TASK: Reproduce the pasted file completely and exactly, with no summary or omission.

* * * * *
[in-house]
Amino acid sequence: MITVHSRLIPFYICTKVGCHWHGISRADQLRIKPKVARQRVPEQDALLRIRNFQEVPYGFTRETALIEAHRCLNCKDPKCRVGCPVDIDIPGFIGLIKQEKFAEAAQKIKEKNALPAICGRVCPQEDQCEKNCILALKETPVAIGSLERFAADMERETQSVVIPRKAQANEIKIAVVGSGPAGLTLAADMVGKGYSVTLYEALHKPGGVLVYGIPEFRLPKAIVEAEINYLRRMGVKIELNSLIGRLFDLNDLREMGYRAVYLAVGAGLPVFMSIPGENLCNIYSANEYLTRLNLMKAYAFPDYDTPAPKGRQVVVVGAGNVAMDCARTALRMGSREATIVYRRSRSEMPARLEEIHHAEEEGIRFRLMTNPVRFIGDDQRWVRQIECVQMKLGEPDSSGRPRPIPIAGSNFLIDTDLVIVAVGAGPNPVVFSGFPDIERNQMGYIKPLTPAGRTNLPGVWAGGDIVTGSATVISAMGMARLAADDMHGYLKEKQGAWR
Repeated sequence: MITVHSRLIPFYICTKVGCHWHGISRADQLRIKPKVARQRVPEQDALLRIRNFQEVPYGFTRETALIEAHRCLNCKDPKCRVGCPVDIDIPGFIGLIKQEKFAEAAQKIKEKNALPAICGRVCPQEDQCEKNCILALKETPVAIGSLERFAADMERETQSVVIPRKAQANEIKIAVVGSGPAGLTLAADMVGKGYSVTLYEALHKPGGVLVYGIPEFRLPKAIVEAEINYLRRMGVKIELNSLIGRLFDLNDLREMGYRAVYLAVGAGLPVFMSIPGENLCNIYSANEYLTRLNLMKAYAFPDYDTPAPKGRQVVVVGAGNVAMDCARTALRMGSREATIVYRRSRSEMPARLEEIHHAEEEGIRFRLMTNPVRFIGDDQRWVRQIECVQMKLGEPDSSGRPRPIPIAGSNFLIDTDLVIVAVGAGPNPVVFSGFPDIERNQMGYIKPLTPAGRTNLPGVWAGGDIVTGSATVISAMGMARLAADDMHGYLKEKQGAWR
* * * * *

[in-house]
Amino acid sequence: MITVHSRLIPFYICTKVGCHWHGISRADQLRIKPKVARQRVPEQDALLRIRNFQEVPYGFTRETALIEAHRCLNCKDPKCRVGCPVDIDIPGFIGLIKQEKFAEAAQKIKEKNALPAICGRVCPQEDQCEKNCILALKETPVAIGSLERFAADMERETQSVVIPRKAQANEIKIAVVGSGPAGLTLAADMVGKGYSVTLYEALHKPGGVLVYGIPEFRLPKAIVEAEINYLRRMGVKIELNSLIGRLFDLNDLREMGYRAVYLAVGAGLPVFMSIPGENLCNIYSANEYLTRLNLMKAYAFPDYDTPAPKGRQVVVVGAGNVAMDCARTALRMGSREATIVYRRSRSEMPARLEEIHHAEEEGIRFRLMTNPVRFIGDDQRWVRQIECVQMKLGEPDSSGRPRPIPIAGSNFLIDTDLVIVAVGAGPNPVVFSGFPDIERNQMGYIKPLTPAGRTNLPGVWAGGDIVTGSATVISAMGMARLAADDMHGYLKEKQGAWR
Repeated sequence: MITVHSRLIPFYICTKVGCHWHGISRADQLRIKPKVARQRVPEQDALLRIRNFQEVPYGFTRETALIEAHRCLNCKDPKCRVGCPVDIDIPGFIGLIKQEKFAEAAQKIKEKNALPAICGRVCPQEDQCEKNCILALKETPVAIGSLERFAADMERETQSVVIPRKAQANEIKIAVVGSGPAGLTLAADMVGKGYSVTLYEALHKPGGVLVYGIPEFRLPKAIVEAEINYLRRMGVKIELNSLIGRLFDLNDLREMGYRAVYLAVGAGLPVFMSIPGENLCNIYSANEYLTRLNLMKAYAFPDYDTPAPKGRQVVVVGAGNVAMDCARTALRMGSREATIVYRRSRSEMPARLEEIHHAEEEGIRFRLMTNPVRFIGDDQRWVRQIECVQMKLGEPDSSGRPRPIPIAGSNFLIDTDLVIVAVGAGPNPVVFSGFPDIERNQMGYIKPLTPAGRTNLPGVWAGGDIVTGSATVISAMGMARLAADDMHGYLKEKQGAWR